How Much Food Can You Grow in a 26 Inch Space?

garden-tower-2-fully-planted-vertical-gardening-systemWe get a lot of questions and comments from people who want to grow their own food, but have limited space to garden. Today I want to show you an exciting product that can really get you growing in some very tight spaces. The Garden Tower 2 is a vertical garden and composting system that is capable of transforming any balcony, patio, or porch into a fully functioning vegetable garden. The Garden Tower 2 ties together 3 of the most important elements of a successful vegetable garden, all in one compact product. It gives you rich soil to grow plants in, a kitchen scrap composting system, and a worm composting bin – all in one easy-to-use system. You might think of it as an “instant garden.”

One of the biggest problems with traditional container gardening is soil fertility. In a pot, you just don’t get all of the beneficial soil activity that you get in the ground. The Garden Tower 2 solves this problem by putting the worms inside the pot. There is an integrated worm composting system inside the Garden Tower 2. A long tube runs from the top of the tower all the way down to the bottom, and this is where you can compost your fresh, raw kitchen scraps. Add a half a cup of red wiggler worms to the tube each growing season, and those worms will convert your kitchen scraps into fresh organic fertilizer for your growing plants!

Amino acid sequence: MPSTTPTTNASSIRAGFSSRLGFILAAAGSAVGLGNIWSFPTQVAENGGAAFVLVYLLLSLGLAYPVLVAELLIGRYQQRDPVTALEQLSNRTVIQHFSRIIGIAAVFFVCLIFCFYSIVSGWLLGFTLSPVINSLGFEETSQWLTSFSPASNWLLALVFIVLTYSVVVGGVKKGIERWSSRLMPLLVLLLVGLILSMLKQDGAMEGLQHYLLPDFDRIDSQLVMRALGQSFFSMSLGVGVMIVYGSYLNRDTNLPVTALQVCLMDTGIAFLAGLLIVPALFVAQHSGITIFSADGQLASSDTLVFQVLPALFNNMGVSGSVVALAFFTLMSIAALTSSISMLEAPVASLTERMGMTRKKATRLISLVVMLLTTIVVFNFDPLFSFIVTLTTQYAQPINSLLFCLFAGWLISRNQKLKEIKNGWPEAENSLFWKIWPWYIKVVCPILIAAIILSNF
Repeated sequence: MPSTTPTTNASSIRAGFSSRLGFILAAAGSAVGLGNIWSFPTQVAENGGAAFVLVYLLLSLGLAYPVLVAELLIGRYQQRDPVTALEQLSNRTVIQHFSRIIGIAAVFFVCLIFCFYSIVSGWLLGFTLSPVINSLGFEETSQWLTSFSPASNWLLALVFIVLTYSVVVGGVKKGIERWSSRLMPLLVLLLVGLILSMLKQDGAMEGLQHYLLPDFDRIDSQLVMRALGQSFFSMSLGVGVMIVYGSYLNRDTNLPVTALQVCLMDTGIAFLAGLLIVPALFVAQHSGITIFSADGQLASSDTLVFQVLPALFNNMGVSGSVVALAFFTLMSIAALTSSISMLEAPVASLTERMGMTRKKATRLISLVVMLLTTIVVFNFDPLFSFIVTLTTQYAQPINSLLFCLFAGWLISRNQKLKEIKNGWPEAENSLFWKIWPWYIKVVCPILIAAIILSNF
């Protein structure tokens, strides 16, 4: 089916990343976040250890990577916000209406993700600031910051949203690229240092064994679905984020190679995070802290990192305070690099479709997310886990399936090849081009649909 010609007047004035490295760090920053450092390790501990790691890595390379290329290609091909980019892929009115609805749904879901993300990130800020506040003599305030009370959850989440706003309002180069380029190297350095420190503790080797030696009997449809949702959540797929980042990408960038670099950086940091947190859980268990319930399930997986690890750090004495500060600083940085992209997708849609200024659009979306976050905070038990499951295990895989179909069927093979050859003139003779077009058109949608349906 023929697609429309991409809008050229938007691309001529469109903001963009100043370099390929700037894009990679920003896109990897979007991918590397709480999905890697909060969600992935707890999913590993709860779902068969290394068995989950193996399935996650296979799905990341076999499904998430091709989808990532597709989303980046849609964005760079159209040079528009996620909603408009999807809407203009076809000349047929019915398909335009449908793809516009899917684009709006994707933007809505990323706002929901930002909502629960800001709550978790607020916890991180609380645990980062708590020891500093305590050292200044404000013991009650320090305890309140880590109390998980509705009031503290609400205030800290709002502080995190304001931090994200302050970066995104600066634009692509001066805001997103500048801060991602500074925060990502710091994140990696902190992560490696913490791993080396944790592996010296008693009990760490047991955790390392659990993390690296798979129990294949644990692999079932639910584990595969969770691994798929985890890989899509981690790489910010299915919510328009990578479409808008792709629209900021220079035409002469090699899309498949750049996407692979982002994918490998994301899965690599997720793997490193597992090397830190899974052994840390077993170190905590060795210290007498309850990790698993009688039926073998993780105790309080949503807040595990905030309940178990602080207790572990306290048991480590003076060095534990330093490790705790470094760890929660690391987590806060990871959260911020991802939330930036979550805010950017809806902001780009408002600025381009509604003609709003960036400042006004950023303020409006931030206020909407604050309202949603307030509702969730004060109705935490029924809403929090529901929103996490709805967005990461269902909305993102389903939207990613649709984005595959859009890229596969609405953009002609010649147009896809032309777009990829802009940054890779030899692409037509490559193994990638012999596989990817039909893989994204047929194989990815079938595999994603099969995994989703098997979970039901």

The real value of the worms isn’t about the kitchen scraps they eat. Their real value is… well, it’s on the other end of the worm. When the worms have eaten their fill, they will move through the large holes in the compost tube and find their way in to the soil in the planting area. As they move they aerate and stir the soil. And the real key to this whole system is that the worms will poop in your soil. They will leave their castings throughout the tower, keeping the soil freshly fertilized and microbially active at all times.

The Garden Tower 2 allows you to grow 50 plants simultaneously in a very small space. It’s like the ultimate square foot garden, because of its vertical design. The tower holds over 6 cubic feet of soil, but its footprint is only 26 inches. Plants grow quickly in the Garden Tower 2 because they always have access to nutrient-rich water. The water that steeps in the compost tube acts as a sort of “compost tea,” providing your plants with plenty of nutrient to grow quickly and provide you with nutrient-rich food. The tight design of the Garden Tower 2 also creates a warm microclimate that speeds growth, and can even extend your growing season.